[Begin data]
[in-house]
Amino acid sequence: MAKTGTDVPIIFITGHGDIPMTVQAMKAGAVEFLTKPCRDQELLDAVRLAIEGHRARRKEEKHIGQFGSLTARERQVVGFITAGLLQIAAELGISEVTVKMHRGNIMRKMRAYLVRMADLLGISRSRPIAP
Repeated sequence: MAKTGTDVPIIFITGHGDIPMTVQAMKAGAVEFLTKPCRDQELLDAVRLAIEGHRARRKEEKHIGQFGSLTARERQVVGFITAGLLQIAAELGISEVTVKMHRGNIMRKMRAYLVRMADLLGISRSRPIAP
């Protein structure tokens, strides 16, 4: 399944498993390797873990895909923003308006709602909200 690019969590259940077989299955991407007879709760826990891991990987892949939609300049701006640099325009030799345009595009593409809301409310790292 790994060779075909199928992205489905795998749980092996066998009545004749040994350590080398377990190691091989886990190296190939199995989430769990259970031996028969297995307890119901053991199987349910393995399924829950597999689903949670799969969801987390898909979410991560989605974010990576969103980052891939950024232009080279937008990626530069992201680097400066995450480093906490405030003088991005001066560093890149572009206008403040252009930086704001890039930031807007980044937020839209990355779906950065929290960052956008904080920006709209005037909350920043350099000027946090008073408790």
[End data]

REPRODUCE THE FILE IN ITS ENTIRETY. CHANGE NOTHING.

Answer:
[in-house]
Amino acid sequence: MAKTGTDVPIIFITGHGDIPMTVQAMKAGAVEFLTKPCRDQELLDAVRLAIEGHRARRKEEKHIGQFGSLTARERQVVGFITAGLLQIAAELGISEVTVKMHRGNIMRKMRAYLVRMADLLGISRSRPIAP
Repeated sequence: MAKTGTDVPIIFITGHGDIPMTVQAMKAGAVEFLTKPCRDQELLDAVRLAIEGHRARRKEEKHIGQFGSLTARERQVVGFITAGLLQIAAELGISEVTVKMHRGNIMRKMRAYLVRMADLLGISRSRPIAP
């Protein structure tokens, strides 16, 4: 399944498993390797873990895909923003308006709602909200 690019969590259940077989299955991407007879709760826990891991990987892949939609300049701006640099325009030799345009595009593409809301409310790292 790994060779075909199928992205489905795998749980092996066998009545004749040994350590080398377990190691091989886990190296190939199995989430769990259970031996028969297995307890119901053991199987349910393995399924829950597999689903949670799969969801987390898909979410991560989605974010990576969103980052891939950024232009080279937008990626530069992201680097400066995450480093906490405030003088991005001066560093890149572009206008403040252009930086704001890039930031807007980044937020839209990355779906950065929290960052956008904080920006709209005037909350920043350099000027946090008073408790």